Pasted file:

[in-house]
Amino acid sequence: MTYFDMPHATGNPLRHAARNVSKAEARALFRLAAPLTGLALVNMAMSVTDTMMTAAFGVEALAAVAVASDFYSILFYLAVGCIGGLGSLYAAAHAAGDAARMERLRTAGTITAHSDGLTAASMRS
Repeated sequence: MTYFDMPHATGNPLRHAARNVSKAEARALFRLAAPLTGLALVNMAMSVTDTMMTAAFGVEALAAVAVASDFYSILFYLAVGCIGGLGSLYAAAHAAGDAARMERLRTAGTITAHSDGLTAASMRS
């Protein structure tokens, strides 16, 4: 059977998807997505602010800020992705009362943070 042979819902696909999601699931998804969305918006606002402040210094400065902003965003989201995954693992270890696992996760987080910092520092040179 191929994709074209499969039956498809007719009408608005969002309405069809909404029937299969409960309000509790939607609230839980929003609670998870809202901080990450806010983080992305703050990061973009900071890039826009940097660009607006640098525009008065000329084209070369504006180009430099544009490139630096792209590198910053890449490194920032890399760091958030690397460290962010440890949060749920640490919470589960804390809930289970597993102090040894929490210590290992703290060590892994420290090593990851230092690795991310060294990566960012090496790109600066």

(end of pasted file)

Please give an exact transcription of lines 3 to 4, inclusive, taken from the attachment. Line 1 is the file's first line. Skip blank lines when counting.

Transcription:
Repeated sequence: MTYFDMPHATGNPLRHAARNVSKAEARALFRLAAPLTGLALVNMAMSVTDTMMTAAFGVEALAAVAVASDFYSILFYLAVGCIGGLGSLYAAAHAAGDAARMERLRTAGTITAHSDGLTAASMRS
């Protein structure tokens, strides 16, 4: 059977998807997505602010800020992705009362943070 042979819902696909999601699931998804969305918006606002402040210094400065902003965003989201995954693992270890696992996760987080910092520092040179 191929994709074209499969039956498809007719009408608005969002309405069809909404029937299969409960309000509790939607609230839980929003609670998870809202901080990450806010983080992305703050990061973009900071890039826009940097660009607006640098525009008065000329084209070369504006180009430099544009490139630096792209590198910053890449490194920032890399760091958030690397460290962010440890949060749920640490919470589960804390809930289970597993102090040894929490210590290992703290060590892994420290090593990851230092690795991310060294990566960012090496790109600066």